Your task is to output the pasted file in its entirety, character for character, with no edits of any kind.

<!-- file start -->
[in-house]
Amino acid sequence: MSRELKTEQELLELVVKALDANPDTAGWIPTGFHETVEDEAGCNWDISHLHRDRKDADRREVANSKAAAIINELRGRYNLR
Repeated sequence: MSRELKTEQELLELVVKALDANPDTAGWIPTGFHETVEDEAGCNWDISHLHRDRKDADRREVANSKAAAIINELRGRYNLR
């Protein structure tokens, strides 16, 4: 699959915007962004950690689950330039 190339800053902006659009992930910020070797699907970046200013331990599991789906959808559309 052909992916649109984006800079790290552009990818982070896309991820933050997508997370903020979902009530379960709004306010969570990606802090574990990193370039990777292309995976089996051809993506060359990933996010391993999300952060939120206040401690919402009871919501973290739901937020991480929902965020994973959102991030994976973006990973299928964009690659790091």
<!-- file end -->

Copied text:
[in-house]
Amino acid sequence: MSRELKTEQELLELVVKALDANPDTAGWIPTGFHETVEDEAGCNWDISHLHRDRKDADRREVANSKAAAIINELRGRYNLR
Repeated sequence: MSRELKTEQELLELVVKALDANPDTAGWIPTGFHETVEDEAGCNWDISHLHRDRKDADRREVANSKAAAIINELRGRYNLR
């Protein structure tokens, strides 16, 4: 699959915007962004950690689950330039 190339800053902006659009992930910020070797699907970046200013331990599991789906959808559309 052909992916649109984006800079790290552009990818982070896309991820933050997508997370903020979902009530379960709004306010969570990606802090574990990193370039990777292309995976089996051809993506060359990933996010391993999300952060939120206040401690919402009871919501973290739901937020991480929902965020994973959102991030994976973006990973299928964009690659790091």